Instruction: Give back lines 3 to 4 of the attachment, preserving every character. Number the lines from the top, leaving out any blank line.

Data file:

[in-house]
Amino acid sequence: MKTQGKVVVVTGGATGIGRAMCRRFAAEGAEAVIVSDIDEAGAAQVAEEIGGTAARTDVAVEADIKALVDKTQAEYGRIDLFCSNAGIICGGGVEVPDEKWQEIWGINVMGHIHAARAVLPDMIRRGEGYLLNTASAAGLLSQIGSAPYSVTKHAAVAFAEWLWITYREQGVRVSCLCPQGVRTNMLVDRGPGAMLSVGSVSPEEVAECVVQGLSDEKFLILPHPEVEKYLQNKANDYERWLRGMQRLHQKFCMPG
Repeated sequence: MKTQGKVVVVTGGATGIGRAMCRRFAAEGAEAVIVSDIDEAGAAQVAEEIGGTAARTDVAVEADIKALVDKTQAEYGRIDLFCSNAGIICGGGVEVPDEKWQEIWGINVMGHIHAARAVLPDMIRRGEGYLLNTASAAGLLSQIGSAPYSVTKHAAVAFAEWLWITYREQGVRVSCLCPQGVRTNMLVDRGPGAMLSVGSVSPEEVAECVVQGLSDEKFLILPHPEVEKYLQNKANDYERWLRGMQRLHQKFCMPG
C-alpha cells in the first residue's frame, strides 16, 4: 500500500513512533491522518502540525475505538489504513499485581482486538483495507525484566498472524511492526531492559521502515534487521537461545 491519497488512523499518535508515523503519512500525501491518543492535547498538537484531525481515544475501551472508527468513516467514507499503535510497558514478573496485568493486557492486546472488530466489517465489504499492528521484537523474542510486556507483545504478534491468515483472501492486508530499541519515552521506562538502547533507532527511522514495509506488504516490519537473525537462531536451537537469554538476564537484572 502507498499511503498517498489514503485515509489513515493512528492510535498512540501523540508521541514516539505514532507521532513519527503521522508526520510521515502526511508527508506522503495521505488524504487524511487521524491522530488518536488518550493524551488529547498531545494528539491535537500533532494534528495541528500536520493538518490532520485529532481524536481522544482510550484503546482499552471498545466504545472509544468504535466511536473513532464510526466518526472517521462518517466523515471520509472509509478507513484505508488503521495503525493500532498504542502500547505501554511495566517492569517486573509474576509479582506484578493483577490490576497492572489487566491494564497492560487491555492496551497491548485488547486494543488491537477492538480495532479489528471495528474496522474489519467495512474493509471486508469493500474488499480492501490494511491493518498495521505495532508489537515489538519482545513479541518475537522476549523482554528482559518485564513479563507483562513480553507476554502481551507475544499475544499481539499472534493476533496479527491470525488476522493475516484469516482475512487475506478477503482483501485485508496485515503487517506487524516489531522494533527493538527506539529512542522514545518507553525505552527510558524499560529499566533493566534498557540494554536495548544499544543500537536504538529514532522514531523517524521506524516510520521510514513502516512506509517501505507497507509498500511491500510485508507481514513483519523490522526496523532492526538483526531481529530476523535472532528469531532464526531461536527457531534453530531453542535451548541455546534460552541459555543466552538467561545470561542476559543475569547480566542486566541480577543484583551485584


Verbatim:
Repeated sequence: MKTQGKVVVVTGGATGIGRAMCRRFAAEGAEAVIVSDIDEAGAAQVAEEIGGTAARTDVAVEADIKALVDKTQAEYGRIDLFCSNAGIICGGGVEVPDEKWQEIWGINVMGHIHAARAVLPDMIRRGEGYLLNTASAAGLLSQIGSAPYSVTKHAAVAFAEWLWITYREQGVRVSCLCPQGVRTNMLVDRGPGAMLSVGSVSPEEVAECVVQGLSDEKFLILPHPEVEKYLQNKANDYERWLRGMQRLHQKFCMPG
C-alpha cells in the first residue's frame, strides 16, 4: 500500500513512533491522518502540525475505538489504513499485581482486538483495507525484566498472524511492526531492559521502515534487521537461545 491519497488512523499518535508515523503519512500525501491518543492535547498538537484531525481515544475501551472508527468513516467514507499503535510497558514478573496485568493486557492486546472488530466489517465489504499492528521484537523474542510486556507483545504478534491468515483472501492486508530499541519515552521506562538502547533507532527511522514495509506488504516490519537473525537462531536451537537469554538476564537484572 502507498499511503498517498489514503485515509489513515493512528492510535498512540501523540508521541514516539505514532507521532513519527503521522508526520510521515502526511508527508506522503495521505488524504487524511487521524491522530488518536488518550493524551488529547498531545494528539491535537500533532494534528495541528500536520493538518490532520485529532481524536481522544482510550484503546482499552471498545466504545472509544468504535466511536473513532464510526466518526472517521462518517466523515471520509472509509478507513484505508488503521495503525493500532498504542502500547505501554511495566517492569517486573509474576509479582506484578493483577490490576497492572489487566491494564497492560487491555492496551497491548485488547486494543488491537477492538480495532479489528471495528474496522474489519467495512474493509471486508469493500474488499480492501490494511491493518498495521505495532508489537515489538519482545513479541518475537522476549523482554528482559518485564513479563507483562513480553507476554502481551507475544499475544499481539499472534493476533496479527491470525488476522493475516484469516482475512487475506478477503482483501485485508496485515503487517506487524516489531522494533527493538527506539529512542522514545518507553525505552527510558524499560529499566533493566534498557540494554536495548544499544543500537536504538529514532522514531523517524521506524516510520521510514513502516512506509517501505507497507509498500511491500510485508507481514513483519523490522526496523532492526538483526531481529530476523535472532528469531532464526531461536527457531534453530531453542535451548541455546534460552541459555543466552538467561545470561542476559543475569547480566542486566541480577543484583551485584